Many prominent historians of Nepal have claimed that Aramudi, an eighth century ruler of the Kali Gandaki region, was a Magar King.[12][13][14][15] "Aramudi" derives from the word for 'river' in the Magar language.[16] 'Ari'-'Source of Water' + 'Modi'-'River'='Arimodi' or 'Aramudi', thus the literal meaning of Aramudi is 'source of river'.[17] Jayapida [782-813 AD][18] also called Vinayaditta, a king of Kashmir, invaded Kali Gandaki Region, a traditional homeland of the Magars of Nepal. Aramudi resisted the invasion.[19] After capture by Aramudi, Vinayaditta was taken to the right banks of the Kali Gandaki river,[20] in a strongly built fort,[21] where Aramudi imprisoned him.[20] Jayapida was a powerful king of Kashmir who ruled for 31 years and defeated the kings of Kanyakubja(Kannauj),[22] and Prayag/Allahabad in Utter Pradesh, India. He was in a conquering expedition to the valley of the Ganges.[22]



Genetically and physically, Magar people are Mongoloid/east Asian. They are believed to have migrated from Tibet like the Gurungs and other prominent ethnic groups, however, there is an interesting mythical story describing Magar's origins and versions of three different language groups are presented.[23]
The Magar of the Bara Magaranth (a group of twelve Magar kingdoms east of the Gandaki River) are said to have originated in the land of Seem. Two brothers, See Magar and Chintoo Magar, fought, and one remained in Seem while the other left, ending up in Kangwachen in southern Sikkim. The Bhutia people lived at the northern end of this region. Over time, the Magars became very powerful and made the northern Bhutia their vassals. Sintoo Sati Sheng ruled in a very despotic manner and the Bhutia conspired to assasinate him. Sheng's queen took revenge and poisoned 1000 Bhutia people at a place now called Tong Song Fong, meaning "where a thousand were murdered." The Bhutia later drove the Magar out, forcing them to again migrate further south; as part of this migration, one group migrated to Simrongadh, one group moved towards the Okhaldhunga region and another group seems to have returned to the east. No dates are given.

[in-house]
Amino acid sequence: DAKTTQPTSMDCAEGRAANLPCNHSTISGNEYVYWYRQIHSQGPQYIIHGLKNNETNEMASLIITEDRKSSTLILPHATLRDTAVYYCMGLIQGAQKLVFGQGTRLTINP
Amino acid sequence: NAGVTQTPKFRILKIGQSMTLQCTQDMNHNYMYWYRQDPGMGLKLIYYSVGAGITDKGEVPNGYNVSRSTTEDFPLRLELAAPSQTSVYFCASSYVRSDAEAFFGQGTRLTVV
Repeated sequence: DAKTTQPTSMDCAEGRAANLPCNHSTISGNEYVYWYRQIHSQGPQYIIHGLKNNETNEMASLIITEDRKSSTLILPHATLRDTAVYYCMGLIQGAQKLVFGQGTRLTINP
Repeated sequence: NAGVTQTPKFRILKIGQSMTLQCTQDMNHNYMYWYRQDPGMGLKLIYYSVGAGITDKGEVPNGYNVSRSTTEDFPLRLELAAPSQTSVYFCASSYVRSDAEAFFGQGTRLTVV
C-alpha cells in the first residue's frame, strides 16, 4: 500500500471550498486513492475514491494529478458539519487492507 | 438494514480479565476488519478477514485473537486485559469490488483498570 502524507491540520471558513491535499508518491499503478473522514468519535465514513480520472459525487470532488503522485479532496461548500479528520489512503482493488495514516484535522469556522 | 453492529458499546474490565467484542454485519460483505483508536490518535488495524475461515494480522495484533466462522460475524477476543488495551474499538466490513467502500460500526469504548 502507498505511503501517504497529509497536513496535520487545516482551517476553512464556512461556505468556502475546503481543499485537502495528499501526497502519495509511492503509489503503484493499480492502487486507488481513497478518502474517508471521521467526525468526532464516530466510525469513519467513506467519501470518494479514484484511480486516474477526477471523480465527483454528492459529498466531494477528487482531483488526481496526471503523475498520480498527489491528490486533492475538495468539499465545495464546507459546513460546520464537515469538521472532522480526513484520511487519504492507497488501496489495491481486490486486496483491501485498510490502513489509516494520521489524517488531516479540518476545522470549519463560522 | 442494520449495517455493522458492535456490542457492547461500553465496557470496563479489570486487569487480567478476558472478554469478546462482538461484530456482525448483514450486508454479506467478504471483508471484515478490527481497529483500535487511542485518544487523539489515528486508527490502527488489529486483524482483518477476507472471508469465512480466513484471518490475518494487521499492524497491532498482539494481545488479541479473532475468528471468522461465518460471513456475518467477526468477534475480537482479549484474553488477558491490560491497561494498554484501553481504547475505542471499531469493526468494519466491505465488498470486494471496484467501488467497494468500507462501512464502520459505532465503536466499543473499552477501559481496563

A second Magar federation called Ather Magarat (18 Magar Kingdoms) was situated west of the Gandaki River, inhabited by Kham Magar. The origin legend of this group is that four brothers got lost while hunting. They camped overnight and from the distribution of chores rose the various jats or tribes. The first tribe was the Bahun Magar (the eldest brother's tribe), then came the Thakuri Magar (the second eldest brother), then the Khas Magar (the third brother) and lastly the Kami Magar (the youngest brother).